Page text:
4. Canada’s Senate is at the very centre of the Canadian federal principle and it is key to Canadian national unity. The fundamental problem is that of space and population. As at Confederation, the geography is large and demanding and with its own defining regional nature region by region. The population is similarly variable, not just in the sense of the French/English solitudes but in other ways tied to geography of course but also of immigration patterns, economic activity, concentrations of urban vs rural and so on. These facts are reflected in the regional distribution of Senate Divisions, with a nod to the provinces by allowing Senators to be appointed according to province within each regional division. But they are not to be representatives of so-called provincial interest borrowed from American federalism which is based on states rights, hence they are the United States of America whereas Canada was consciously created as one Dominion.

    Indeed, Sir John A. Macdonald would write “Canada is not half a dozen provinces; Canada is One Great Dominion.”

    Regional diversity was consciously chosen at Confederation to solve the problem of space and population but it was not intended to exceed the democratic will of the majority of the population; the concern was to allow regional minority voices to be heard fairly, in the revising chamber, the Senate, as a balance to representation by population. Commons and Senate were to have theoretical equal powers, yet constitutional crisis and political deadlock representing province or party were to be avoided by effectively limiting the powers of the Senate to that of an appointed body (all that talk of lacking legitimacy is really about conscious limiting of the powers of the Senate via its appointed status). Regional voices, including those of French and English, prairie and sea to sea, are provided with the opportunity to review, revise, recommend change to legislation and regulation effecting the whole while necessarily deferring after fair consideration to the democratic mandate of the Commons.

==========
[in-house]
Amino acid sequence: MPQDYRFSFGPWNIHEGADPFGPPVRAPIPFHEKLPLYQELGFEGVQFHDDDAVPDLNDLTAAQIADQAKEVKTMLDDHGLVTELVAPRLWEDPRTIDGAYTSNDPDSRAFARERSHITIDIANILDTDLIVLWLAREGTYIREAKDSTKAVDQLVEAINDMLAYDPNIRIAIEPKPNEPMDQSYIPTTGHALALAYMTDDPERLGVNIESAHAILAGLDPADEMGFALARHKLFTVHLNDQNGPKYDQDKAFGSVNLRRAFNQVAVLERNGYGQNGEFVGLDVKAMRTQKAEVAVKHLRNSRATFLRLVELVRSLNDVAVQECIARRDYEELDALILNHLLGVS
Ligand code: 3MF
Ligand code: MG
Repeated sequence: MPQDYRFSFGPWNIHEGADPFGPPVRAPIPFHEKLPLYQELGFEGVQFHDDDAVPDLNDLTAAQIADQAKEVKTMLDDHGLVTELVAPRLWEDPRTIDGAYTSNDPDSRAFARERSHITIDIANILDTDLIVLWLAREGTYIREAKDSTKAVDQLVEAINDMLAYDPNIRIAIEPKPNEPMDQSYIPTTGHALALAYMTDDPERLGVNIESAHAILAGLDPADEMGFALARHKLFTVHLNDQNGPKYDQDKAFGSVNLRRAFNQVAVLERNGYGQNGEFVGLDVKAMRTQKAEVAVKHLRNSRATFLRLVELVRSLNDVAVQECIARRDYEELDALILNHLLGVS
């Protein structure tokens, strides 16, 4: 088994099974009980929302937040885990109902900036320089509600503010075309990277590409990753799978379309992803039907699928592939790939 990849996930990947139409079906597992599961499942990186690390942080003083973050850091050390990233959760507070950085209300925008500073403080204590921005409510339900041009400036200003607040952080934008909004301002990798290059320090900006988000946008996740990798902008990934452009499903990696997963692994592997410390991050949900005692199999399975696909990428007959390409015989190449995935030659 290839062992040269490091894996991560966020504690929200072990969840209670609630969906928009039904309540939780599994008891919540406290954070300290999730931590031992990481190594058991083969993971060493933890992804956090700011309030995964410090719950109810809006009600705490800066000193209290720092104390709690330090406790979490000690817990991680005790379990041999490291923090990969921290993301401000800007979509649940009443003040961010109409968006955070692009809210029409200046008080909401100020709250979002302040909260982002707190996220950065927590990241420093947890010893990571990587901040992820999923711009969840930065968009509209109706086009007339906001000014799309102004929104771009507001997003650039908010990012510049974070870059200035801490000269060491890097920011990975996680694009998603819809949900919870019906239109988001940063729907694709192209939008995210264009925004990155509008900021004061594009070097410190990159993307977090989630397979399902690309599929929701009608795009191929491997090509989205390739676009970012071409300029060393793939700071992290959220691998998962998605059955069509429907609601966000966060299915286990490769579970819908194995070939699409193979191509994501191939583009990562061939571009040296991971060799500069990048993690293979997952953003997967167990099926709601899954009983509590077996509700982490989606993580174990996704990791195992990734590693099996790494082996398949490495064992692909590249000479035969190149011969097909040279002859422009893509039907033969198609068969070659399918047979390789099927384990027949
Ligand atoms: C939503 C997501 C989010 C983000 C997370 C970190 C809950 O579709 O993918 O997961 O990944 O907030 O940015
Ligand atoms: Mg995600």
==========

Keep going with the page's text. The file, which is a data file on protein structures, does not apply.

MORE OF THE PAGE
As it was put in The Modern Senate of Canada, election is not necessary for every part of our democratic system to be elected and to do so does make our system more democratic but may even make it less so where roles like that of the Senate or the judiciary are made subject to popular will.

    Canada’s Senate balances representation by population in the elected House of Commons with regional (not provincial) representation in the appointed Senate.

    Our problem today is really about the present government which looks to its Reform Party roots and wishes to “change how this country is governed” (Stephen Harper) by changing Canada’s constitutional arrangements fundamentally and Canadian federalism by making legislation decided in Parliament by the Canadian government subject to approval by the provinces through Senators accountable to the provinces as provincially elected Senators. Stephen Harper wants Firewalls around the provinces to keep Canada out; Stephen Harper want the Reform Party agenda want to do exactly what our Senate is designed to protect us against: states rights federalism.